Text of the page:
1
2 0 2

Where Do the Ducks Go?

A young man once asked

a cab driver in a troubled voice,

“Where do the ducks go

in the wintertime?”

 

Call me ignorant.

Call me out on my simplicity,

but similar thoughts have crossed my mind.

 

You shake your head at me,

rolling your stormy blue eyes.

You tell me they fly south

just like the robins and the geese.

 

But, as you sit there

with a smug smile pursed on your lips,

I can’t help but wonder

about the last one to hatch--

the runt of the bunch that struggled

to free himself from his warm white enclosure.

 

I can’t help but think

of the yellow ball of fluff

that still waddles behind his mother,

watching wide-eyed from the ground

while his brothers take off into the horizon.

 

Where do the ducks go

when the pond freezes over?

 

Where do we go when

the icy wind is at our faces,

and we’re not sure if we can fly? 

Overall



From reading your summary, I know the inspiration and purpose of this piece, and of course the identity of the "young man" mentioned in the first stanza. I'd like to say I'd've known without having such a summary, but I'm not sure that's true -- although I'm quite familiar with the book, it would take me on a sharp day to pick that reference out. That's not a critique -- I think you alluded to it well, although you might question for yourself whether you want to invoke it to a greater extent, and perhaps consider threading other nods through the rest of the poem to strengthen the tie to the source of inspiration.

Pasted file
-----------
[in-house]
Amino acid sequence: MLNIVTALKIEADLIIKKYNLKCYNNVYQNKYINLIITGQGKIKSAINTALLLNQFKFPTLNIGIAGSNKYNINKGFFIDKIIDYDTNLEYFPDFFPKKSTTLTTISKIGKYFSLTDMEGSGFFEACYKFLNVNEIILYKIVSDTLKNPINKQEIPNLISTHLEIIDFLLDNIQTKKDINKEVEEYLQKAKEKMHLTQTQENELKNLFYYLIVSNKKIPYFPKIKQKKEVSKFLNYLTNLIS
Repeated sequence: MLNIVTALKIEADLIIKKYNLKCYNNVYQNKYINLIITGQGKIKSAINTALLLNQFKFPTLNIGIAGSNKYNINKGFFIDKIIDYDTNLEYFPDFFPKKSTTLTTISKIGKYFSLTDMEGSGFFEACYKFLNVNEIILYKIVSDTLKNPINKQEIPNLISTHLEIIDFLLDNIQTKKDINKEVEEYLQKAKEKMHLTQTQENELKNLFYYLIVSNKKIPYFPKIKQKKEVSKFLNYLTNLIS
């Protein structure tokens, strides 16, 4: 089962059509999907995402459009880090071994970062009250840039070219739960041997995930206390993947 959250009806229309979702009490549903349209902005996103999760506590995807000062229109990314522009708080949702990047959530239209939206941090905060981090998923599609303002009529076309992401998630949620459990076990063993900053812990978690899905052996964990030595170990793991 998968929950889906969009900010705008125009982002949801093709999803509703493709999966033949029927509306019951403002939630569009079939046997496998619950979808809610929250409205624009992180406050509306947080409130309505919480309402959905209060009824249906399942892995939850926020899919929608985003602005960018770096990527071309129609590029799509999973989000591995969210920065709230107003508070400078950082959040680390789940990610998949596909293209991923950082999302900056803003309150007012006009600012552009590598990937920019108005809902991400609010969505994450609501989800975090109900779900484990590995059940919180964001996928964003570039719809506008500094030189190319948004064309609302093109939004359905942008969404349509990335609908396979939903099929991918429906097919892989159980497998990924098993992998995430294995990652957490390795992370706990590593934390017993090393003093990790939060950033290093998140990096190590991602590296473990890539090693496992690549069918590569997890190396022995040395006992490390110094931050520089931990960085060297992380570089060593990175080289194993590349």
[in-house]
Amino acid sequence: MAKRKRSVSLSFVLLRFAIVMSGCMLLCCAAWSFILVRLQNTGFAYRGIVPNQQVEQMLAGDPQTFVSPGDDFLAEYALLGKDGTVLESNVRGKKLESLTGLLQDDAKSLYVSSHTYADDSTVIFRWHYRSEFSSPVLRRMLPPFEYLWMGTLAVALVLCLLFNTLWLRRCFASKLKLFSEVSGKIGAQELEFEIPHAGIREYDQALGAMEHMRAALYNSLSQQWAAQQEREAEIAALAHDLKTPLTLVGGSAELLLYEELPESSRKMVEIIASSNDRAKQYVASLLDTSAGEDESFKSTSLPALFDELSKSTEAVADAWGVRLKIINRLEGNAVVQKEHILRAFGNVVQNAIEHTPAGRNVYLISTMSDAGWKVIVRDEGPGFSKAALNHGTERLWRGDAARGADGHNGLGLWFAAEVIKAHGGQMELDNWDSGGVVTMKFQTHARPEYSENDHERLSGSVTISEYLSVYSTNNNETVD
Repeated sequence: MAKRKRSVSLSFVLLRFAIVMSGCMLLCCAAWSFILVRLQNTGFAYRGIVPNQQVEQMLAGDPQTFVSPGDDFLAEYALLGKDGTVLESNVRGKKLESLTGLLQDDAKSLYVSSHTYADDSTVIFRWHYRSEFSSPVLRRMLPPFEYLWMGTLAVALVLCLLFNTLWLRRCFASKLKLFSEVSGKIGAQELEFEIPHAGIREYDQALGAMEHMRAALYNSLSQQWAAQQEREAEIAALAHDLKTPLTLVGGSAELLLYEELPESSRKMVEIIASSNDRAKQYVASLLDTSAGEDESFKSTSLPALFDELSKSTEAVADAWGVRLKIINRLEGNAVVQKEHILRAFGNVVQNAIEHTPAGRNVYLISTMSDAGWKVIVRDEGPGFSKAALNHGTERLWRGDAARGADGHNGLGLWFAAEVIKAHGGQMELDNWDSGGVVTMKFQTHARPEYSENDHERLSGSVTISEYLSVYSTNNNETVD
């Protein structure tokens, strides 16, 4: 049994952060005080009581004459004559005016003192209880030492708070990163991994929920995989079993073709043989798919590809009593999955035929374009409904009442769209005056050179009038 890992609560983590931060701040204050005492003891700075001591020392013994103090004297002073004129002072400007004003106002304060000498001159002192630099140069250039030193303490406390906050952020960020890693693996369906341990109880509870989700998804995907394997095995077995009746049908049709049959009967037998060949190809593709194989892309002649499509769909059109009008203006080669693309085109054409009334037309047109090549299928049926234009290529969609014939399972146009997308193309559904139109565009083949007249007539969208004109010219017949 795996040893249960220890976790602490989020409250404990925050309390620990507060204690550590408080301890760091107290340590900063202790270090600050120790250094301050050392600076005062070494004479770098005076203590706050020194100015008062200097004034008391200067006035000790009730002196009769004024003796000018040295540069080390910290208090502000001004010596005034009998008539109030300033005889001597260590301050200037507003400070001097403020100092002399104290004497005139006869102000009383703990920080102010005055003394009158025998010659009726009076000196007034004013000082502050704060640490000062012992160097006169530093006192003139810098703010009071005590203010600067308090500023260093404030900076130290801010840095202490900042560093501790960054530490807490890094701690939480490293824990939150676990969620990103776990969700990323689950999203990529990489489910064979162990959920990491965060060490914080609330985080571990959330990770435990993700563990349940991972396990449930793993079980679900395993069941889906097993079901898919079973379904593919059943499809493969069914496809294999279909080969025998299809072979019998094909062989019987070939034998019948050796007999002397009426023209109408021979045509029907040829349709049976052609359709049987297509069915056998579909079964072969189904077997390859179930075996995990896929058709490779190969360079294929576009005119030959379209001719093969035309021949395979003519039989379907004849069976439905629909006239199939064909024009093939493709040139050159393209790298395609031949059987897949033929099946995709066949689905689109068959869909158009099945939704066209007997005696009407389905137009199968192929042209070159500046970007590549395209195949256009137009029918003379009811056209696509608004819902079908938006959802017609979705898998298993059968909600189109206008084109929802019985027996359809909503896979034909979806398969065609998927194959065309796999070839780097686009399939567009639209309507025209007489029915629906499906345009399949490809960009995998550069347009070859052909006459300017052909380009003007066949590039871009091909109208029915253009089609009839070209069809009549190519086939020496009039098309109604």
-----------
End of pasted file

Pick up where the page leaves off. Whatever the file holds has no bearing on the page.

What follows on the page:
I love the last stanza. My first thought upon reading it was "Wow. This poem made me think a great deal more than I thought it would." That turnaround from a rather simple query to a more profound philosophical quandary is a good one -- and also turns back on the assumptions made about the narrator of the poem asking such a seemingly simple question. In that way, the opening and the closing book-end the poem quite nicely.

The piece might gain impact if you gave your little duckling a gender, especially since everything else in the poem is gendered (up to and including that little duckling's "brothers"). It would automatically make him (or her!) more relatable, more sympathetic. Is it important that we sympathize/empathize with the little duckling? That's a question for you to decide, but in my view given the turn of the last stanza it's important for the reader to feel some sense of relation there. It actually adds a lot more than I even suspected it would. Wonderful work.

Overall, an enjoyable read. I always appreciate a good narrative poem and you've pulled this one off well.